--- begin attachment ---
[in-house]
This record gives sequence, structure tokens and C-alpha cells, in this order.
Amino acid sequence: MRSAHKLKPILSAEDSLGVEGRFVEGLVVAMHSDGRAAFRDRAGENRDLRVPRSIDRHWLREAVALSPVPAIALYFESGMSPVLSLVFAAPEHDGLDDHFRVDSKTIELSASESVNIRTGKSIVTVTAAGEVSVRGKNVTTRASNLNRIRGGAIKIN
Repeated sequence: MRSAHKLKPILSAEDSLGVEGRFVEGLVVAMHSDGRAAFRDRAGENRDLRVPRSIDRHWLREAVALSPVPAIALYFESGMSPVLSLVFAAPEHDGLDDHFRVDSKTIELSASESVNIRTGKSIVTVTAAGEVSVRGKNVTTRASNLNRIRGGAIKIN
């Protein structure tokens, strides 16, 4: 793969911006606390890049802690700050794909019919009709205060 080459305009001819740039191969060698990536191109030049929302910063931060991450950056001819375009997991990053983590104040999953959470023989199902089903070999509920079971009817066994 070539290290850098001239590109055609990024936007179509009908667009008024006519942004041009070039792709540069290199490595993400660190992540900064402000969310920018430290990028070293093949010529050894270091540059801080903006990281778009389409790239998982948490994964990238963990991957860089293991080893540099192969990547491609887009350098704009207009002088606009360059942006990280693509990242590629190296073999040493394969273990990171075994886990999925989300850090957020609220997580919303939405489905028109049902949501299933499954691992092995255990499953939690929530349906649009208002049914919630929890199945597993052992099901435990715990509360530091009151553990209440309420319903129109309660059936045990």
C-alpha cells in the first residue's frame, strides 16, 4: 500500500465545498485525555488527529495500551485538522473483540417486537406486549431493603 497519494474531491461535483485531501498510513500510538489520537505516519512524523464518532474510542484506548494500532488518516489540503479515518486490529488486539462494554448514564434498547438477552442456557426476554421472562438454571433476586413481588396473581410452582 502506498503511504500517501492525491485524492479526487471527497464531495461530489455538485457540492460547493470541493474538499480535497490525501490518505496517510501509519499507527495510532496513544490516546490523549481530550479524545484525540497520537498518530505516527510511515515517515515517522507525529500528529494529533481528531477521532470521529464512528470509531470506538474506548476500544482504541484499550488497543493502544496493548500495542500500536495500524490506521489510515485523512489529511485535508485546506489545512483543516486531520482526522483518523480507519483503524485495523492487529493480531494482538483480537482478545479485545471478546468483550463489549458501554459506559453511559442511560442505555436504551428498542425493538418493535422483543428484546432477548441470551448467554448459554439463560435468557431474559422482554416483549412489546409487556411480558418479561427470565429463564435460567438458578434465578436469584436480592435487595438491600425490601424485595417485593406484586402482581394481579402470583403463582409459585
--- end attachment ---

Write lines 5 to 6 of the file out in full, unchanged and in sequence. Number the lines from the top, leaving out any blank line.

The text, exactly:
């Protein structure tokens, strides 16, 4: 793969911006606390890049802690700050794909019919009709205060 080459305009001819740039191969060698990536191109030049929302910063931060991450950056001819375009997991990053983590104040999953959470023989199902089903070999509920079971009817066994 070539290290850098001239590109055609990024936007179509009908667009008024006519942004041009070039792709540069290199490595993400660190992540900064402000969310920018430290990028070293093949010529050894270091540059801080903006990281778009389409790239998982948490994964990238963990991957860089293991080893540099192969990547491609887009350098704009207009002088606009360059942006990280693509990242590629190296073999040493394969273990990171075994886990999925989300850090957020609220997580919303939405489905028109049902949501299933499954691992092995255990499953939690929530349906649009208002049914919630929890199945597993052992099901435990715990509360530091009151553990209440309420319903129109309660059936045990």
C-alpha cells in the first residue's frame, strides 16, 4: 500500500465545498485525555488527529495500551485538522473483540417486537406486549431493603 497519494474531491461535483485531501498510513500510538489520537505516519512524523464518532474510542484506548494500532488518516489540503479515518486490529488486539462494554448514564434498547438477552442456557426476554421472562438454571433476586413481588396473581410452582 502506498503511504500517501492525491485524492479526487471527497464531495461530489455538485457540492460547493470541493474538499480535497490525501490518505496517510501509519499507527495510532496513544490516546490523549481530550479524545484525540497520537498518530505516527510511515515517515515517522507525529500528529494529533481528531477521532470521529464512528470509531470506538474506548476500544482504541484499550488497543493502544496493548500495542500500536495500524490506521489510515485523512489529511485535508485546506489545512483543516486531520482526522483518523480507519483503524485495523492487529493480531494482538483480537482478545479485545471478546468483550463489549458501554459506559453511559442511560442505555436504551428498542425493538418493535422483543428484546432477548441470551448467554448459554439463560435468557431474559422482554416483549412489546409487556411480558418479561427470565429463564435460567438458578434465578436469584436480592435487595438491600425490601424485595417485593406484586402482581394481579402470583403463582409459585